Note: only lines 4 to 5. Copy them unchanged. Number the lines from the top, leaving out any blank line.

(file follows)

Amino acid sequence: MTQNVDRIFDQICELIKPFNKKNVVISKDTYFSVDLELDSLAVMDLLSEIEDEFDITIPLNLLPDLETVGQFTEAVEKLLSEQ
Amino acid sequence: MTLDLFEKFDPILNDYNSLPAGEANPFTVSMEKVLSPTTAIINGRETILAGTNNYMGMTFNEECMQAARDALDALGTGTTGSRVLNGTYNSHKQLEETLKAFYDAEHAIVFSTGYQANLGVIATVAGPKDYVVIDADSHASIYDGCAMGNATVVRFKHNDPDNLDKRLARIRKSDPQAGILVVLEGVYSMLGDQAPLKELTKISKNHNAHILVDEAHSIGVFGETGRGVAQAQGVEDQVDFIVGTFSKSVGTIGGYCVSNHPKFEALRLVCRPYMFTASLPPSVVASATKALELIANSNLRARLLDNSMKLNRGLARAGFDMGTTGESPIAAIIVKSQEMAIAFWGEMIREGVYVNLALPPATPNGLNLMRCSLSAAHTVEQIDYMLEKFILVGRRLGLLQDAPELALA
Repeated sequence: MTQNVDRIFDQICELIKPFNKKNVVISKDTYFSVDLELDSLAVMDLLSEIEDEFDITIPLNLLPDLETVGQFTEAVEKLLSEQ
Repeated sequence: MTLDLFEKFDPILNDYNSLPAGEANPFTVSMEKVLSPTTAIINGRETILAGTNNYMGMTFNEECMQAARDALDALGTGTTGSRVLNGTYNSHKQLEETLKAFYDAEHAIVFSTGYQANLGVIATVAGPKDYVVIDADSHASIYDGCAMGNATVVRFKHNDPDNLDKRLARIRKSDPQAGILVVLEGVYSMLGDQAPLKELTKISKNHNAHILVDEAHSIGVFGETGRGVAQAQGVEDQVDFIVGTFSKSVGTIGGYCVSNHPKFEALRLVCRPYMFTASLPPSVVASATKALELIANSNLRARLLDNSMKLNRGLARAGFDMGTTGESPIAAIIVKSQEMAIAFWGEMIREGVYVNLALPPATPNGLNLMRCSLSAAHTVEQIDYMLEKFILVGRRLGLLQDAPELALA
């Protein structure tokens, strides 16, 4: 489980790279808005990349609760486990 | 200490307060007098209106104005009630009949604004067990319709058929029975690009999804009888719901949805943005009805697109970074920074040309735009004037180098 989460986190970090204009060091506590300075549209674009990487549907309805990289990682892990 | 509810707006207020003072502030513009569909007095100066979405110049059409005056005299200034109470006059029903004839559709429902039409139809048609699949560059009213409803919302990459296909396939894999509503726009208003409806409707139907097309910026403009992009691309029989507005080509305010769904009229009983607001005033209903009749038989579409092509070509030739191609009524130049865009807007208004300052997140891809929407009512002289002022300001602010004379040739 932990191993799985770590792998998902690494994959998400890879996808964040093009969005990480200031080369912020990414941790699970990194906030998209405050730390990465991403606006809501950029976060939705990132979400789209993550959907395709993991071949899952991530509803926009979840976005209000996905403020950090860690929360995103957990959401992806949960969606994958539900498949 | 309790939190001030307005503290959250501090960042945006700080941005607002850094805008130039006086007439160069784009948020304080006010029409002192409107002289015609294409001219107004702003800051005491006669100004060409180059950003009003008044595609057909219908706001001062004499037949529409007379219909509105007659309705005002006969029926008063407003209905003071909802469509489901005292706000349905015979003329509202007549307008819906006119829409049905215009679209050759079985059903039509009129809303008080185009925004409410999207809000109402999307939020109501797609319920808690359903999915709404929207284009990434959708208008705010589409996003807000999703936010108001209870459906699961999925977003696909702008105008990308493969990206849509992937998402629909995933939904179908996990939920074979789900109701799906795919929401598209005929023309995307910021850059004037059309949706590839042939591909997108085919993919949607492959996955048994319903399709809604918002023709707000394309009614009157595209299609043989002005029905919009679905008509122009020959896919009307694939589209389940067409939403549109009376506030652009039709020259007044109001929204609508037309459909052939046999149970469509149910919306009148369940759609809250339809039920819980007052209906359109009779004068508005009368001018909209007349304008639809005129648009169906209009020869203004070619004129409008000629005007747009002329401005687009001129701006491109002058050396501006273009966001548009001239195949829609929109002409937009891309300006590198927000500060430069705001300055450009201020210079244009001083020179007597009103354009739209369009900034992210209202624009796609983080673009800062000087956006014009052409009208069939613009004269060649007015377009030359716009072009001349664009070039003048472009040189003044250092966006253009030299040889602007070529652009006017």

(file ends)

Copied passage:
Repeated sequence: MTLDLFEKFDPILNDYNSLPAGEANPFTVSMEKVLSPTTAIINGRETILAGTNNYMGMTFNEECMQAARDALDALGTGTTGSRVLNGTYNSHKQLEETLKAFYDAEHAIVFSTGYQANLGVIATVAGPKDYVVIDADSHASIYDGCAMGNATVVRFKHNDPDNLDKRLARIRKSDPQAGILVVLEGVYSMLGDQAPLKELTKISKNHNAHILVDEAHSIGVFGETGRGVAQAQGVEDQVDFIVGTFSKSVGTIGGYCVSNHPKFEALRLVCRPYMFTASLPPSVVASATKALELIANSNLRARLLDNSMKLNRGLARAGFDMGTTGESPIAAIIVKSQEMAIAFWGEMIREGVYVNLALPPATPNGLNLMRCSLSAAHTVEQIDYMLEKFILVGRRLGLLQDAPELALA
């Protein structure tokens, strides 16, 4: 489980790279808005990349609760486990 | 200490307060007098209106104005009630009949604004067990319709058929029975690009999804009888719901949805943005009805697109970074920074040309735009004037180098 989460986190970090204009060091506590300075549209674009990487549907309805990289990682892990 | 509810707006207020003072502030513009569909007095100066979405110049059409005056005299200034109470006059029903004839559709429902039409139809048609699949560059009213409803919302990459296909396939894999509503726009208003409806409707139907097309910026403009992009691309029989507005080509305010769904009229009983607001005033209903009749038989579409092509070509030739191609009524130049865009807007208004300052997140891809929407009512002289002022300001602010004379040739 932990191993799985770590792998998902690494994959998400890879996808964040093009969005990480200031080369912020990414941790699970990194906030998209405050730390990465991403606006809501950029976060939705990132979400789209993550959907395709993991071949899952991530509803926009979840976005209000996905403020950090860690929360995103957990959401992806949960969606994958539900498949 | 309790939190001030307005503290959250501090960042945006700080941005607002850094805008130039006086007439160069784009948020304080006010029409002192409107002289015609294409001219107004702003800051005491006669100004060409180059950003009003008044595609057909219908706001001062004499037949529409007379219909509105007659309705005002006969029926008063407003209905003071909802469509489901005292706000349905015979003329509202007549307008819906006119829409049905215009679209050759079985059903039509009129809303008080185009925004409410999207809000109402999307939020109501797609319920808690359903999915709404929207284009990434959708208008705010589409996003807000999703936010108001209870459906699961999925977003696909702008105008990308493969990206849509992937998402629909995933939904179908996990939920074979789900109701799906795919929401598209005929023309995307910021850059004037059309949706590839042939591909997108085919993919949607492959996955048994319903399709809604918002023709707000394309009614009157595209299609043989002005029905919009679905008509122009020959896919009307694939589209389940067409939403549109009376506030652009039709020259007044109001929204609508037309459909052939046999149970469509149910919306009148369940759609809250339809039920819980007052209906359109009779004068508005009368001018909209007349304008639809005129648009169906209009020869203004070619004129409008000629005007747009002329401005687009001129701006491109002058050396501006273009966001548009001239195949829609929109002409937009891309300006590198927000500060430069705001300055450009201020210079244009001083020179007597009103354009739209369009900034992210209202624009796609983080673009800062000087956006014009052409009208069939613009004269060649007015377009030359716009072009001349664009070039003048472009040189003044250092966006253009030299040889602007070529652009006017």